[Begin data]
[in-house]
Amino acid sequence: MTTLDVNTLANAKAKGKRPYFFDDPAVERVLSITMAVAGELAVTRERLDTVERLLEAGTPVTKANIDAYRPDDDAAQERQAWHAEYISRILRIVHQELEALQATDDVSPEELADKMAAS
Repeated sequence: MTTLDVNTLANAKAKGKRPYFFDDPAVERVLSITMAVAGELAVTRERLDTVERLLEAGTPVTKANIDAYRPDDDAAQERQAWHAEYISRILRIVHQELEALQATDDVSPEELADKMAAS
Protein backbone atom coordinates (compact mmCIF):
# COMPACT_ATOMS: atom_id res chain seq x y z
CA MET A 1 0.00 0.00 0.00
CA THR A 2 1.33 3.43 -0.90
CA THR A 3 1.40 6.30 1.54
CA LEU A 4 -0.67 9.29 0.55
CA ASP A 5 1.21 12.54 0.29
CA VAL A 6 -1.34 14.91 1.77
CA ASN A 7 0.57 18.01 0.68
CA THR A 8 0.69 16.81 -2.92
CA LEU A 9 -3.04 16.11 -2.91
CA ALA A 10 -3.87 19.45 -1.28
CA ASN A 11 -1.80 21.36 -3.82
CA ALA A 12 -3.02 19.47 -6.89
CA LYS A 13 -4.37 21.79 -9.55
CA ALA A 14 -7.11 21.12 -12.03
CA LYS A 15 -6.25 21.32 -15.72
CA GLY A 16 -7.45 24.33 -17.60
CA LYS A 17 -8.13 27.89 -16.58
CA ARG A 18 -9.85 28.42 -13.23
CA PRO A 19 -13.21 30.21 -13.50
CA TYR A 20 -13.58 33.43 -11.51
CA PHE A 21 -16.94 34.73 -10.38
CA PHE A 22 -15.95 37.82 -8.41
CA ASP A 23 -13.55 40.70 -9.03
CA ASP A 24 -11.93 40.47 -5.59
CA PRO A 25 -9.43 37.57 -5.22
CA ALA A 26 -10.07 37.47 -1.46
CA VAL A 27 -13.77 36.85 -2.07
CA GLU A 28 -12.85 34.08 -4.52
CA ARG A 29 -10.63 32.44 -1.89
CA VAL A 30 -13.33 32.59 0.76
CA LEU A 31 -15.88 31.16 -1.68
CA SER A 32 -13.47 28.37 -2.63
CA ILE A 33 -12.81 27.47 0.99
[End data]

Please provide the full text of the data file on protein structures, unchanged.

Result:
[in-house]
Amino acid sequence: MTTLDVNTLANAKAKGKRPYFFDDPAVERVLSITMAVAGELAVTRERLDTVERLLEAGTPVTKANIDAYRPDDDAAQERQAWHAEYISRILRIVHQELEALQATDDVSPEELADKMAAS
Repeated sequence: MTTLDVNTLANAKAKGKRPYFFDDPAVERVLSITMAVAGELAVTRERLDTVERLLEAGTPVTKANIDAYRPDDDAAQERQAWHAEYISRILRIVHQELEALQATDDVSPEELADKMAAS
Protein backbone atom coordinates (compact mmCIF):
# COMPACT_ATOMS: atom_id res chain seq x y z
CA MET A 1 0.00 0.00 0.00
CA THR A 2 1.33 3.43 -0.90
CA THR A 3 1.40 6.30 1.54
CA LEU A 4 -0.67 9.29 0.55
CA ASP A 5 1.21 12.54 0.29
CA VAL A 6 -1.34 14.91 1.77
CA ASN A 7 0.57 18.01 0.68
CA THR A 8 0.69 16.81 -2.92
CA LEU A 9 -3.04 16.11 -2.91
CA ALA A 10 -3.87 19.45 -1.28
CA ASN A 11 -1.80 21.36 -3.82
CA ALA A 12 -3.02 19.47 -6.89
CA LYS A 13 -4.37 21.79 -9.55
CA ALA A 14 -7.11 21.12 -12.03
CA LYS A 15 -6.25 21.32 -15.72
CA GLY A 16 -7.45 24.33 -17.60
CA LYS A 17 -8.13 27.89 -16.58
CA ARG A 18 -9.85 28.42 -13.23
CA PRO A 19 -13.21 30.21 -13.50
CA TYR A 20 -13.58 33.43 -11.51
CA PHE A 21 -16.94 34.73 -10.38
CA PHE A 22 -15.95 37.82 -8.41
CA ASP A 23 -13.55 40.70 -9.03
CA ASP A 24 -11.93 40.47 -5.59
CA PRO A 25 -9.43 37.57 -5.22
CA ALA A 26 -10.07 37.47 -1.46
CA VAL A 27 -13.77 36.85 -2.07
CA GLU A 28 -12.85 34.08 -4.52
CA ARG A 29 -10.63 32.44 -1.89
CA VAL A 30 -13.33 32.59 0.76
CA LEU A 31 -15.88 31.16 -1.68
CA SER A 32 -13.47 28.37 -2.63
CA ILE A 33 -12.81 27.47 0.99